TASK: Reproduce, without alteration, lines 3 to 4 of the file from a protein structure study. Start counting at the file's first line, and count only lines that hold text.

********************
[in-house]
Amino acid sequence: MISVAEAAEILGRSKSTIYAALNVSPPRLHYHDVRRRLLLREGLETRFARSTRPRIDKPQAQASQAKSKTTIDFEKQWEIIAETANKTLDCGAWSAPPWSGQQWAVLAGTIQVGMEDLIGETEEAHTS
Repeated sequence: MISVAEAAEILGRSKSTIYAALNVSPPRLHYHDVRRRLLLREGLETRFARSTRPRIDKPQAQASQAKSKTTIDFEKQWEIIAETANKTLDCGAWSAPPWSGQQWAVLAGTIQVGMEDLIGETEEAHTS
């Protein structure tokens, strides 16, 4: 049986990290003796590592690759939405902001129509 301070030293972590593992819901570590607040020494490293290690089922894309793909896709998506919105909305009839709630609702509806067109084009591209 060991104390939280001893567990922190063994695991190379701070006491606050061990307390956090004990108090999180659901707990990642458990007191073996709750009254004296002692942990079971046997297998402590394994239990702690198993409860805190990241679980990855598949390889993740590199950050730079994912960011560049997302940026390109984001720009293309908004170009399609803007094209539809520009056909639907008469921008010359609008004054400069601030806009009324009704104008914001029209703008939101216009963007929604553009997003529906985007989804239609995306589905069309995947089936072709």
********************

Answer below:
Repeated sequence: MISVAEAAEILGRSKSTIYAALNVSPPRLHYHDVRRRLLLREGLETRFARSTRPRIDKPQAQASQAKSKTTIDFEKQWEIIAETANKTLDCGAWSAPPWSGQQWAVLAGTIQVGMEDLIGETEEAHTS
């Protein structure tokens, strides 16, 4: 049986990290003796590592690759939405902001129509 301070030293972590593992819901570590607040020494490293290690089922894309793909896709998506919105909305009839709630609702509806067109084009591209 060991104390939280001893567990922190063994695991190379701070006491606050061990307390956090004990108090999180659901707990990642458990007191073996709750009254004296002692942990079971046997297998402590394994239990702690198993409860805190990241679980990855598949390889993740590199950050730079994912960011560049997302940026390109984001720009293309908004170009399609803007094209539809520009056909639907008469921008010359609008004054400069601030806009009324009704104008914001029209703008939101216009963007929604553009997003529906985007989804239609995306589905069309995947089936072709």